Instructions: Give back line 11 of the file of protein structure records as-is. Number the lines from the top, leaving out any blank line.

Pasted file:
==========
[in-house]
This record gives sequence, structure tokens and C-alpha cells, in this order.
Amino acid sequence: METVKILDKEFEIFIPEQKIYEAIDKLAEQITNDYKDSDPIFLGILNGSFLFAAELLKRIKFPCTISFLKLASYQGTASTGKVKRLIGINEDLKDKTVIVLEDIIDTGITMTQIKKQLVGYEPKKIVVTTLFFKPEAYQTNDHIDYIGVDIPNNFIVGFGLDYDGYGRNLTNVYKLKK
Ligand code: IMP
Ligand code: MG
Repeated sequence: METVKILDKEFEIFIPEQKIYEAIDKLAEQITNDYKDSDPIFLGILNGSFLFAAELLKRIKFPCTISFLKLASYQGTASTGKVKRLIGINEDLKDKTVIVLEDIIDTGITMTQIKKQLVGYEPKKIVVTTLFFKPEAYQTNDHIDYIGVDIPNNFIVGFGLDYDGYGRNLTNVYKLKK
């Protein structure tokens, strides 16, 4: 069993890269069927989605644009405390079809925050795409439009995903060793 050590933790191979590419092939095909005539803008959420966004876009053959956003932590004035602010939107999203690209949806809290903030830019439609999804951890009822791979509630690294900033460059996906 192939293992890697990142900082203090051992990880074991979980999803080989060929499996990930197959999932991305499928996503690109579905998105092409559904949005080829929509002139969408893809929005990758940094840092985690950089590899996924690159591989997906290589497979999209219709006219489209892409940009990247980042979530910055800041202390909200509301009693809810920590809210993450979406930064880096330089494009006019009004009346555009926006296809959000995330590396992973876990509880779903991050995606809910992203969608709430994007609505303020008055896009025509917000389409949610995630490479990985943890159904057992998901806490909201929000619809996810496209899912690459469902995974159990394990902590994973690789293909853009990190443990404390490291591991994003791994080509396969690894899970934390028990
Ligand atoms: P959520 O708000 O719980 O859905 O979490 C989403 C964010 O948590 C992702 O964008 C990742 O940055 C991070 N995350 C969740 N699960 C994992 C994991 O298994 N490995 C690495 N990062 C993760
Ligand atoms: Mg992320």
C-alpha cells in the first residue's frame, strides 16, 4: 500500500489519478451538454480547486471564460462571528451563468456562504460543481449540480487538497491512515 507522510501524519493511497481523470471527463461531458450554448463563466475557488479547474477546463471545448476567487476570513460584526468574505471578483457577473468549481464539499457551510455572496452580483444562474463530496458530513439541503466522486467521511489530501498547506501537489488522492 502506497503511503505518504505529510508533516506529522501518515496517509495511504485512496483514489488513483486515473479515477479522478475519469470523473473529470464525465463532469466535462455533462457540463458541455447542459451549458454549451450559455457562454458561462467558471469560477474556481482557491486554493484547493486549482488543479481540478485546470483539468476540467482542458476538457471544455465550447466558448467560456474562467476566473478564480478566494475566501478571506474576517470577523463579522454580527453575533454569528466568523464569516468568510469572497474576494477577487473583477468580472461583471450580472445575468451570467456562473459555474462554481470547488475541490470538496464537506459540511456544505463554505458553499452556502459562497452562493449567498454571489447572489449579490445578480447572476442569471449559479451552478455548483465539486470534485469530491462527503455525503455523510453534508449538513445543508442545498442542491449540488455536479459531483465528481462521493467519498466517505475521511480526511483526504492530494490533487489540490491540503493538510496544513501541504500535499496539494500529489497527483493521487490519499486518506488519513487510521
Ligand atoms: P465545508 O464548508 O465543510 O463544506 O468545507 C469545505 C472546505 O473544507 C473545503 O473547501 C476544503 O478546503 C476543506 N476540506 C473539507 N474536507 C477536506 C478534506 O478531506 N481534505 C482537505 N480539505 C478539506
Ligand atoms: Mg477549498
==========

Ligand atoms: P465545508 O464548508 O465543510 O463544506 O468545507 C469545505 C472546505 O473544507 C473545503 O473547501 C476544503 O478546503 C476543506 N476540506 C473539507 N474536507 C477536506 C478534506 O478531506 N481534505 C482537505 N480539505 C478539506